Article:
This resolution, though purporting to support individual rights, is in reality opposed to such rights because it claims that these rights somehow disappear when the individuals who have them choose to use them in a coordinated manner.
There’s no room for violence in our political discourse? But politics is merely war by other means. Political discourse within the state inherently involves the threat of violence and is ultimately backed by it.
Reading Paul Krugman is like picking at a scab: You know you should probably just let it alone, but there’s pleasure in picking the Krugman rough redness. So you read. So you bleed. So you flick away the droplets and the clots.
I could hardly avoid his recent post, “Economics and Morality,” in part because the title mirrors an abiding interest of mine, and of many libertarians. There is a deep connection between economics and ethics. After all, one is the science of human action and transactions, the other is the art of prescribing for same. Frank Knight observed that the subject of economics was the same as that of Herbert Spencer’s Principles of Ethics: “acts adjusted to ends,” or, to put simply, Human Conduct.
Krugman offers no insights about the deep connections. Instead, he regurgitates old pabulum about the welfare state, and misunderstands the case for free markets. Again.
He begins with a concern: “[T]he right is winning economic debates because people believe, wrongly, that there’s something inherently moral about free-market outcomes.”
I don’t know if this is the case, in the real world. Perhaps I don’t follow enough “debates.” But, as I see it, market outcomes are not moral as such. It’s market processes that are. That is, non-fraudulent, non-coerced exchanges (trade) — no matter how much error there may be in them — are more moral processes than fraudulent and coerced processes. It’s the means that are important, here. Fixating on the ends leads you into traps like Krugman seems to rest his whole ideology upon.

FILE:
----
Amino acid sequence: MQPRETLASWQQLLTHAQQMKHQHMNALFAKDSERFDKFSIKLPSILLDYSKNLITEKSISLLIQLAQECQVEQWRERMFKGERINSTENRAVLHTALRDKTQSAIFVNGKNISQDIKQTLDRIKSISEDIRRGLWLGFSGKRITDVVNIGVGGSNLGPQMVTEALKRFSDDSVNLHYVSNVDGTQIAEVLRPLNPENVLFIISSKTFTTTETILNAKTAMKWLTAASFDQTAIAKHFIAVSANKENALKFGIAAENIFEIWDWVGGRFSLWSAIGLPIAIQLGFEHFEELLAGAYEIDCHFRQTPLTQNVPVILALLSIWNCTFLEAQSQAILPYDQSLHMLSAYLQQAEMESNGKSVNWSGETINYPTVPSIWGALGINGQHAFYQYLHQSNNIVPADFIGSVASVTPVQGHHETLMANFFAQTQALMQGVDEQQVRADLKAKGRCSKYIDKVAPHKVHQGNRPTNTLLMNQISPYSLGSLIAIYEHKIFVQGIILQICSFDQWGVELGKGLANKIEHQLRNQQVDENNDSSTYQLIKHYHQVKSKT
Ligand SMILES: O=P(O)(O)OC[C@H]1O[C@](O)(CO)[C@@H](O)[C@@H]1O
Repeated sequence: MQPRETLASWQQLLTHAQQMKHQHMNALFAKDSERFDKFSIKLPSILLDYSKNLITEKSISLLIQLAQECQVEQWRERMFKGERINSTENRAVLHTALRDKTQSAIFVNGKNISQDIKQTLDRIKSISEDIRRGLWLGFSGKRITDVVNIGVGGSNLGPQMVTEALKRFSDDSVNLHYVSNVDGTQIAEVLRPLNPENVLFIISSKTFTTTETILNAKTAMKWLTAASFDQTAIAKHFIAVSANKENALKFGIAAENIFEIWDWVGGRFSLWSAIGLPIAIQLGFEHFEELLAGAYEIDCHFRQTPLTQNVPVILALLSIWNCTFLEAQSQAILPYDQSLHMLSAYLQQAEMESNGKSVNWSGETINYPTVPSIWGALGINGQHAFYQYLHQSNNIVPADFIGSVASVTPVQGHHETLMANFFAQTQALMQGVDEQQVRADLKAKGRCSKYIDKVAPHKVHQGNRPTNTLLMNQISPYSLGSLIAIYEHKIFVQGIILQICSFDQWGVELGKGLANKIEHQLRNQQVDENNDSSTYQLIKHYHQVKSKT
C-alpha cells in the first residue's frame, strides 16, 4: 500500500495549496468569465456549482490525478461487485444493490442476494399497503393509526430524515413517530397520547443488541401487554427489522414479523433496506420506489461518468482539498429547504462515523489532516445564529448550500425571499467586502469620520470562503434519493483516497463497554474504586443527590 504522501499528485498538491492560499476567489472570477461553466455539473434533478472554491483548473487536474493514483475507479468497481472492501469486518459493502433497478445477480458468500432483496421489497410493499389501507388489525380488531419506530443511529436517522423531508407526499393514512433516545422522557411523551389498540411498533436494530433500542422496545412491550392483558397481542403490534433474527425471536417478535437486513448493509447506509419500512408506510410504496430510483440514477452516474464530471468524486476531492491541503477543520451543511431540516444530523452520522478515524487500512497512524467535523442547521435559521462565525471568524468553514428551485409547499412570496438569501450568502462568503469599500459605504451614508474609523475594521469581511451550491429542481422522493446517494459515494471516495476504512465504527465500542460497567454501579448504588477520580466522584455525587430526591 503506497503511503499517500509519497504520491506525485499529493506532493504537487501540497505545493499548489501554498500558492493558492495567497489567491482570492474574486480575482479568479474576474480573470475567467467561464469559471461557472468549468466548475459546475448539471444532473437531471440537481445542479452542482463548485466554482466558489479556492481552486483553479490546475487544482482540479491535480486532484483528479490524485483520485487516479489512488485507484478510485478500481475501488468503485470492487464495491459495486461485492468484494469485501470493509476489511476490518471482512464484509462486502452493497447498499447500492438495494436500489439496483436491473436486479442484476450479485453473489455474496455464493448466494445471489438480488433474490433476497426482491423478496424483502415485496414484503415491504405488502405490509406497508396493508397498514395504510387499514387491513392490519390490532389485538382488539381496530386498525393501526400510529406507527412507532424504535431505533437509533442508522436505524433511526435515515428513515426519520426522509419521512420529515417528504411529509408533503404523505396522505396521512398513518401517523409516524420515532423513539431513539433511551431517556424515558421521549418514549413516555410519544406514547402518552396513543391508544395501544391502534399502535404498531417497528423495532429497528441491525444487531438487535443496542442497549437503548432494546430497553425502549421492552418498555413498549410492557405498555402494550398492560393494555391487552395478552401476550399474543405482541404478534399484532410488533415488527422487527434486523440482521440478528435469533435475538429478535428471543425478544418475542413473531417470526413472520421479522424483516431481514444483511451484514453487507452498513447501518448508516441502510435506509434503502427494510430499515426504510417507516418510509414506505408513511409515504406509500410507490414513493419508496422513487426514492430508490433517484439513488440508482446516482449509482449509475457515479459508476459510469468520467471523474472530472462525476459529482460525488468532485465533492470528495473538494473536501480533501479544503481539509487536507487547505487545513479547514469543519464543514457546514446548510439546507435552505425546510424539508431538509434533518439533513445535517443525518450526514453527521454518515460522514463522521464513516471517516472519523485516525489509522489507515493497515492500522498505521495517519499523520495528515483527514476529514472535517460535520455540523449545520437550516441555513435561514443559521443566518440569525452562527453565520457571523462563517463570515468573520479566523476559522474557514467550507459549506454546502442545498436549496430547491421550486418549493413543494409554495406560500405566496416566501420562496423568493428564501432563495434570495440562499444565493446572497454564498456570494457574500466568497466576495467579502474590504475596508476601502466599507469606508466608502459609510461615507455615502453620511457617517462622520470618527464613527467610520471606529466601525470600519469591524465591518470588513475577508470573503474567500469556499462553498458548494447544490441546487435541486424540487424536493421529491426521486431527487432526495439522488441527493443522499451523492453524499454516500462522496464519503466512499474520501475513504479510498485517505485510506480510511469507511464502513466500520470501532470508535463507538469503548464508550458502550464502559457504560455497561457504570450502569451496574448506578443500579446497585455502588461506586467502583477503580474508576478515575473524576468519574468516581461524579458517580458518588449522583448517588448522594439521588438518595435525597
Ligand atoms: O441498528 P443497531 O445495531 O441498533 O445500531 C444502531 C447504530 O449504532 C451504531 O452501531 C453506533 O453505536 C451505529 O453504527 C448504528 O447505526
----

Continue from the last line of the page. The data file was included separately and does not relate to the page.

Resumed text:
This is why:
“I would be a liar and an idiot if I didn’t thank Sarah Palin for helping get me here tonight. My partial resemblance and her crazy voice are the two luckiest things that have ever happened to me. Politics aside, the success of Sarah Palin and women like her is good for all women…unless you’re a gay woman who wants to marry your partner of 20 years — whatever. But for most women, the success of conservative women is good for all of us. Unless you believe in evolution. You know, actually, I take it back. The whole thing’s a disaster.”
What a silly liberal! The disaster is that you and your kind continue to support Bush III’s empire of death, and have elevated the presidency even more after you claimed to hate the previous tenant. Sure, institutionalized prevention (and even support, because of the legislative baggage) of same sex marriages is indeed a problem, and not one to take lightly. Yet compared with the atrocities of war and empire, this rant is worthless, “Tina.”